Redundant arrays of inexpensive disks (RAID) are an example of a data storage system. RAIDs include the capability of correcting or recreating erroneous data and for remedying a complete failure of a disk in an array. Of the five RAID architectures 1-5, RAID 5 is presently the most popular since it provides high data reliability with a low overhead cost for redundancy, good data read performance and satisfactory data write performance.
RAID 5 utilizes a known error detection concept based on an exclusive-OR function and distributes the calculated parity bits, as well as the data, among all the disks in the array. The error detection is performed by an array controller, which also oversees other operations of the disk arrays. The array controller typically incorporates multiple small computer system interface (SCSI) buses.
The array controller provides and receives data from the disks of the array through associated disk controllers. Each of these disk controllers can have a high bandwidth, such as 160 Mbytes/s. However, the bandwidth between the disk medium and the disk controller can be much less, such as 20 Mbytes/s. As a result, the disk controller has a considerable amount of bandwidth remaining that can be employed for other functions.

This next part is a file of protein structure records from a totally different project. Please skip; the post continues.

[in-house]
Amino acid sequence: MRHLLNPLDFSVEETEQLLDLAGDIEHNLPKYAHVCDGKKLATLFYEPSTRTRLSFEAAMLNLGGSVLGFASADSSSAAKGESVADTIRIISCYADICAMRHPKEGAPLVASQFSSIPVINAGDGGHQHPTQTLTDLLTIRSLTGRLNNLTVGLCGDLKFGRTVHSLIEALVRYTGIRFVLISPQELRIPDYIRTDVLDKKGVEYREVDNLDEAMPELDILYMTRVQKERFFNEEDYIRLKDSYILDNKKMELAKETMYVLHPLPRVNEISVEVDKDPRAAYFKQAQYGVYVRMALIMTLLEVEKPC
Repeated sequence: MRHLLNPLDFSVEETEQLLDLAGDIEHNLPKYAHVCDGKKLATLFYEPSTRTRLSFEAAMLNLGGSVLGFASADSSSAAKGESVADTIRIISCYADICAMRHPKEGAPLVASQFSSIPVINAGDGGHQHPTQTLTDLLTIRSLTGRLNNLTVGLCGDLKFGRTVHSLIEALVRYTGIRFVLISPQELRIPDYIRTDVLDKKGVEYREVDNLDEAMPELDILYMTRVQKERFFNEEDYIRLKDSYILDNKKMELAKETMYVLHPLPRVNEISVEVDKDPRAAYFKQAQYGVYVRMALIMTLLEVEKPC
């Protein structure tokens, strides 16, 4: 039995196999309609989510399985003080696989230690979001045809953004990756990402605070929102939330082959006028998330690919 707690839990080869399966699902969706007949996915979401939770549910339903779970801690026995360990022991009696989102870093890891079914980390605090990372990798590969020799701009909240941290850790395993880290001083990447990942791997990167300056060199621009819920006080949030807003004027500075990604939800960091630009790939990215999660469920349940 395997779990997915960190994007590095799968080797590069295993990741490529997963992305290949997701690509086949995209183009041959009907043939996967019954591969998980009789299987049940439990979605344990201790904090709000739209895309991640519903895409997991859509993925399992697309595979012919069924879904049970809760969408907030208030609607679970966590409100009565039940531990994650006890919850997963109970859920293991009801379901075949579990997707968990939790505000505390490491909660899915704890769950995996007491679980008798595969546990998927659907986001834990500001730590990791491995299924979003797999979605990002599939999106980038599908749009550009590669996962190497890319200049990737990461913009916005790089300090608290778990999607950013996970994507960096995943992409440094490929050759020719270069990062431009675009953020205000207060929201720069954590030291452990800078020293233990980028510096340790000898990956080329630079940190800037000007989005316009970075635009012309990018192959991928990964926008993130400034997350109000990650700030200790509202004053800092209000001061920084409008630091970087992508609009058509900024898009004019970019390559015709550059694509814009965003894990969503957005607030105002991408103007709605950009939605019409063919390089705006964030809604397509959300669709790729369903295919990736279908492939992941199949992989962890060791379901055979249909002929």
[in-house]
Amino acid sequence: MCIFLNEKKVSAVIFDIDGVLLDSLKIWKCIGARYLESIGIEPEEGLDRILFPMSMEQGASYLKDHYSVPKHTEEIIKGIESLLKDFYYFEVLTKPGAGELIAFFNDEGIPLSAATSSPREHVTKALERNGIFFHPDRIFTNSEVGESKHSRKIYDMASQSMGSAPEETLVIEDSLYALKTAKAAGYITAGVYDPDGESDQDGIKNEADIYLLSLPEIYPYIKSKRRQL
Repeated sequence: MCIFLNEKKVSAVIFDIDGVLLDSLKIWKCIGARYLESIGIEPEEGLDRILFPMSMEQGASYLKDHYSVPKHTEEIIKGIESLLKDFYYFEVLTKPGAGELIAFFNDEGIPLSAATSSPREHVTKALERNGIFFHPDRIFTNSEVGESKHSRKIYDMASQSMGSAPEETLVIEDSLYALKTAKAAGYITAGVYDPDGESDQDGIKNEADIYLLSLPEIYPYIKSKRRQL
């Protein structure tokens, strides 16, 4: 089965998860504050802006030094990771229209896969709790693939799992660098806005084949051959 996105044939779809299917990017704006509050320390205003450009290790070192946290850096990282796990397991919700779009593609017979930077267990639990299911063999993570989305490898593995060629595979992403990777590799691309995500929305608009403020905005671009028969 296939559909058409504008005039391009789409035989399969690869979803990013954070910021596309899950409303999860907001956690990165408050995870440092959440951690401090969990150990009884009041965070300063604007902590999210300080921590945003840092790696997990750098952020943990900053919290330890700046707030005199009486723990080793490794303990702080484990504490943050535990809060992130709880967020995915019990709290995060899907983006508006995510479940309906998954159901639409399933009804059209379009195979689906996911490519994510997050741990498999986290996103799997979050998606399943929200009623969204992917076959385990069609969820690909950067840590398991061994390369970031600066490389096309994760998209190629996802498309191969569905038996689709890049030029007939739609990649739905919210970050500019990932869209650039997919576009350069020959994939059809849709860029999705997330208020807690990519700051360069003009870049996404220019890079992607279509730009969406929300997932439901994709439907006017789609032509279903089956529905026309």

Transferring the error detection operation from the array controller to each disk controller has been proposed to take advantage of the remaining disk controller bandwidth. This operation transfer allows the use of a standard SCSI controller as an array controller for the RAID 5 architecture. The transfer would also reduce the amount of hardware in the array controller required to support the RAID 5 architecture and would free up bandwidth of the array controller. Moreover, the total overhead of the error detection operation for each disk controller would be less than the overhead for that operation in the array controller.